Insulin resistance may increase negative responses to stress

Benedict Jephcote
Wed, 09 May 2018
Insulin resistance may increase negative responses to stress
Insulin resistance may have effects that lead people to respond more to stress, a new study suggests.

US researchers think that insulin resistance may have effects on the brain's emotional response that lead to greater negative feelings. Insulin resistance means that the body is less able to respond well to the blood sugar lowering hormone insulin. Insulin resistance is the main characteristic of type 2 diabetes and prediabetes.

The study involved 331 adults who had their reactions to various images tested. The study used eye-blink response (EBR) methods to assess negative responses and an electroencephalogram (EEG) device recorded to track brain activity.

The participants wore electrical sensors on the face, head and under the eyes to track involuntary responses. The research team were therefore able to monitor how each person reacted to the images by noting their blinking and flinching movements.

The results showed that participants with higher levels of insulin resistance showed a greater startle response to certain images.

Auriel Willette, an Iowa State University assistant professor of food science and human nutrition, said: "People with higher levels of insulin resistance were more startled by negative pictures.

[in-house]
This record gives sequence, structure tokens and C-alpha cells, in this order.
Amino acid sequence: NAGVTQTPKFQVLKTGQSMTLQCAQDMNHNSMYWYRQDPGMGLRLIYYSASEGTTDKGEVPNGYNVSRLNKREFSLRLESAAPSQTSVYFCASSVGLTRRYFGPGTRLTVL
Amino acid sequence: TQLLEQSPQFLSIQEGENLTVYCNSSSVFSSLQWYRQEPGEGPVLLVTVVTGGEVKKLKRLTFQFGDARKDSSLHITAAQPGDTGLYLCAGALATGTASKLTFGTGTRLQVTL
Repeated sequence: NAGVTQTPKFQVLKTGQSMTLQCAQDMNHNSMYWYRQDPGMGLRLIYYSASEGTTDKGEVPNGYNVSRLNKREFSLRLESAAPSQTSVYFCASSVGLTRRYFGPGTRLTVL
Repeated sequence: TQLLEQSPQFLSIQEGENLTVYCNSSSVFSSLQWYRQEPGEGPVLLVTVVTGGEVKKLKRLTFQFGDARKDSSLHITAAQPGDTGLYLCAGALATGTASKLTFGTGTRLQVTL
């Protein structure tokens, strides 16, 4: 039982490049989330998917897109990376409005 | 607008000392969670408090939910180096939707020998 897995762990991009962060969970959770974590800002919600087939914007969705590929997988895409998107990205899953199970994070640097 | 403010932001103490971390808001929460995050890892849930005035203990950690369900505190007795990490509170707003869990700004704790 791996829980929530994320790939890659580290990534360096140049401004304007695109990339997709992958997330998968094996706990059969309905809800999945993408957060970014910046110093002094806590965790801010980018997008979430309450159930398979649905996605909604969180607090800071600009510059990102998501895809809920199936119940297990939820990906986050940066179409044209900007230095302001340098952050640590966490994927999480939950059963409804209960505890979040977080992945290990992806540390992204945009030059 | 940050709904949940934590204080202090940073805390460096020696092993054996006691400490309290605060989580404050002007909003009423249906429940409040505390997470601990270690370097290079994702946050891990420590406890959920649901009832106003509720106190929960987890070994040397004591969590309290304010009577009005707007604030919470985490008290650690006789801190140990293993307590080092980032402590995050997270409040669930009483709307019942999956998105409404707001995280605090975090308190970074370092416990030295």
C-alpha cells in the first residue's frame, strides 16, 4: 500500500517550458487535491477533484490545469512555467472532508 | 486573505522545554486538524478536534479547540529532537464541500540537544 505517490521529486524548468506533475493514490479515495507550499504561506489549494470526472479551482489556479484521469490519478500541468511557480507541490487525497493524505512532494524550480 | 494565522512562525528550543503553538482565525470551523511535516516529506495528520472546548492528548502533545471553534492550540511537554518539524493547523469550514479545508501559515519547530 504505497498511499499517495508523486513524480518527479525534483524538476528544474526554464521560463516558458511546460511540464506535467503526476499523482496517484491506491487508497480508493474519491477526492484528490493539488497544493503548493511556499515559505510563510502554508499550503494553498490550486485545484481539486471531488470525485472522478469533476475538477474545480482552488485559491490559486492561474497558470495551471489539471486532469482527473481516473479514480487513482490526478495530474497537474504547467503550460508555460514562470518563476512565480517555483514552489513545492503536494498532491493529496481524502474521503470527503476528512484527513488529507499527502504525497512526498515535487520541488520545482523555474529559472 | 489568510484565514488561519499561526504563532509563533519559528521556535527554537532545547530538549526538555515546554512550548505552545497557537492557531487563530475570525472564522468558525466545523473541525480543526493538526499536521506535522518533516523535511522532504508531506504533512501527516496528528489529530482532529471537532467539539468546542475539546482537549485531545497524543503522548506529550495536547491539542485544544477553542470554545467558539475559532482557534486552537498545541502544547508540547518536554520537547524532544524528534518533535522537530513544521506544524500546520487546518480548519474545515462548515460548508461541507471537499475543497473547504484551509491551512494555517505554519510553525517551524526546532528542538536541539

"By extension, they may be more reactive to negative things in life. It is one piece of evidence to suggest that these metabolic problems are related to issues with how we perceive and deal with things that stress all of us out."

The EEG was also used to measure brain activity when the participants were resting. The results showed the right side of the brain was more active in the those with either type 2 diabetes or prediabetes. Activity in the right side of the brain is more commonly associated with negative feelings or depression.

Participants with diabetes were also noted as having lower cognitive performance and less well-regulated cortisol levels (the stress hormone).

Lead author Tovah Wolf, a graduate student at the university, said: "For people with blood sugar problems, being more stressed and reactive can cause blood sugar to spike. If people with prediabetes and diabetes are trying to reverse or treat the disease, stressful events may hinder their goals.

"Frequent negative reactions to stressful events can lead to a lower quality of life and create a vicious cycle that makes it difficult to be healthy."

The findings have been published in the Psychosomatic Medicine journal.
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